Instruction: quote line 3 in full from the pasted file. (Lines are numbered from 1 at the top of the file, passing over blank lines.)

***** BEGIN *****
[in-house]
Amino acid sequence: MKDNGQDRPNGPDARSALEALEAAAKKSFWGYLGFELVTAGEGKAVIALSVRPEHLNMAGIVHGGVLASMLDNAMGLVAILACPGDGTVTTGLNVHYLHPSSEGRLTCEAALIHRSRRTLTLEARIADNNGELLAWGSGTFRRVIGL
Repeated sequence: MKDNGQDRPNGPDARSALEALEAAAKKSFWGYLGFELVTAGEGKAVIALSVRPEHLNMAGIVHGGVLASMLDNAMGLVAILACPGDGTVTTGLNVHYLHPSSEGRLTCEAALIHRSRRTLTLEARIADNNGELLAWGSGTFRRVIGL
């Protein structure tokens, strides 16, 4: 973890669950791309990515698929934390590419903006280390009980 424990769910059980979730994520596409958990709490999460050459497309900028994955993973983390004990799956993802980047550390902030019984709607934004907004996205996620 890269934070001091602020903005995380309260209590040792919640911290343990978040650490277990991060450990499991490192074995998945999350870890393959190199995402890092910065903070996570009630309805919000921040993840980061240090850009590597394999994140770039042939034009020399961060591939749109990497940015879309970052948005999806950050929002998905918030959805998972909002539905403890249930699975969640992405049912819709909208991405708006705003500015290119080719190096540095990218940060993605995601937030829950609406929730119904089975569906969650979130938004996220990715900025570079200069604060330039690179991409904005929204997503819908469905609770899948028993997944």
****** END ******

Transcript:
Repeated sequence: MKDNGQDRPNGPDARSALEALEAAAKKSFWGYLGFELVTAGEGKAVIALSVRPEHLNMAGIVHGGVLASMLDNAMGLVAILACPGDGTVTTGLNVHYLHPSSEGRLTCEAALIHRSRRTLTLEARIADNNGELLAWGSGTFRRVIGL